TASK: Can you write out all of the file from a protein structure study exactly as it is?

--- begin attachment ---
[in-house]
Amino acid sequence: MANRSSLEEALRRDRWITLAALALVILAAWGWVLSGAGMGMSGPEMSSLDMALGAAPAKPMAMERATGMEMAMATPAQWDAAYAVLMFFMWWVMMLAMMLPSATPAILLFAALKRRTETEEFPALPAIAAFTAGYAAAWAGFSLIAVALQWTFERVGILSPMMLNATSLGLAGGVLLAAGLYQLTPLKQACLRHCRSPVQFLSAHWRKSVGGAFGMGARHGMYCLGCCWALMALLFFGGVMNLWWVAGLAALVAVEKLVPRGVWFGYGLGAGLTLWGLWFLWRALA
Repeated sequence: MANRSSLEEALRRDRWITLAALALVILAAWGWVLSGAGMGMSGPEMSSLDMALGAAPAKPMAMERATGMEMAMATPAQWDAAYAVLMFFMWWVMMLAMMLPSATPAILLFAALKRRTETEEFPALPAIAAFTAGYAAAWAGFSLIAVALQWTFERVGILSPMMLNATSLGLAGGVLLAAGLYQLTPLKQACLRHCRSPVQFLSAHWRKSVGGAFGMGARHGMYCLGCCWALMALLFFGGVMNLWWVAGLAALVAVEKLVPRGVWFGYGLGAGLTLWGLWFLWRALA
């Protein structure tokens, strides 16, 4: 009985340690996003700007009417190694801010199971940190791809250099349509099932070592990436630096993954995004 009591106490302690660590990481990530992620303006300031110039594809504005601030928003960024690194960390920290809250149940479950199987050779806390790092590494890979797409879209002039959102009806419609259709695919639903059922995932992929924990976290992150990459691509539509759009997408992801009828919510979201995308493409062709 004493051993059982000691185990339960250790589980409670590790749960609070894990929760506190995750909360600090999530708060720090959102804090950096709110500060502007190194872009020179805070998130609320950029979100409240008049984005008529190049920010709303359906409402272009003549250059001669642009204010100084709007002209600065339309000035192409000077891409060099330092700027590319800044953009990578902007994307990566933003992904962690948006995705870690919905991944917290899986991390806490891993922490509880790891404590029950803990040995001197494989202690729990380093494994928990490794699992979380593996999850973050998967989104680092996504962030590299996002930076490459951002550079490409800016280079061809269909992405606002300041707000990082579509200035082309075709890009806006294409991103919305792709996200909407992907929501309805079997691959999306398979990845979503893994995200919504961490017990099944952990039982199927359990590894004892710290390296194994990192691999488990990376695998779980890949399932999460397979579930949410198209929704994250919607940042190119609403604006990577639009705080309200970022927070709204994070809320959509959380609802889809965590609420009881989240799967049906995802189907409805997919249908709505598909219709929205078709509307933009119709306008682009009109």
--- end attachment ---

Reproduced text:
[in-house]
Amino acid sequence: MANRSSLEEALRRDRWITLAALALVILAAWGWVLSGAGMGMSGPEMSSLDMALGAAPAKPMAMERATGMEMAMATPAQWDAAYAVLMFFMWWVMMLAMMLPSATPAILLFAALKRRTETEEFPALPAIAAFTAGYAAAWAGFSLIAVALQWTFERVGILSPMMLNATSLGLAGGVLLAAGLYQLTPLKQACLRHCRSPVQFLSAHWRKSVGGAFGMGARHGMYCLGCCWALMALLFFGGVMNLWWVAGLAALVAVEKLVPRGVWFGYGLGAGLTLWGLWFLWRALA
Repeated sequence: MANRSSLEEALRRDRWITLAALALVILAAWGWVLSGAGMGMSGPEMSSLDMALGAAPAKPMAMERATGMEMAMATPAQWDAAYAVLMFFMWWVMMLAMMLPSATPAILLFAALKRRTETEEFPALPAIAAFTAGYAAAWAGFSLIAVALQWTFERVGILSPMMLNATSLGLAGGVLLAAGLYQLTPLKQACLRHCRSPVQFLSAHWRKSVGGAFGMGARHGMYCLGCCWALMALLFFGGVMNLWWVAGLAALVAVEKLVPRGVWFGYGLGAGLTLWGLWFLWRALA
């Protein structure tokens, strides 16, 4: 009985340690996003700007009417190694801010199971940190791809250099349509099932070592990436630096993954995004 009591106490302690660590990481990530992620303006300031110039594809504005601030928003960024690194960390920290809250149940479950199987050779806390790092590494890979797409879209002039959102009806419609259709695919639903059922995932992929924990976290992150990459691509539509759009997408992801009828919510979201995308493409062709 004493051993059982000691185990339960250790589980409670590790749960609070894990929760506190995750909360600090999530708060720090959102804090950096709110500060502007190194872009020179805070998130609320950029979100409240008049984005008529190049920010709303359906409402272009003549250059001669642009204010100084709007002209600065339309000035192409000077891409060099330092700027590319800044953009990578902007994307990566933003992904962690948006995705870690919905991944917290899986991390806490891993922490509880790891404590029950803990040995001197494989202690729990380093494994928990490794699992979380593996999850973050998967989104680092996504962030590299996002930076490459951002550079490409800016280079061809269909992405606002300041707000990082579509200035082309075709890009806006294409991103919305792709996200909407992907929501309805079997691959999306398979990845979503893994995200919504961490017990099944952990039982199927359990590894004892710290390296194994990192691999488990990376695998779980890949399932999460397979579930949410198209929704994250919607940042190119609403604006990577639009705080309200970022927070709204994070809320959509959380609802889809965590609420009881989240799967049906995802189907409805997919249908709505598909219709929205078709509307933009119709306008682009009109």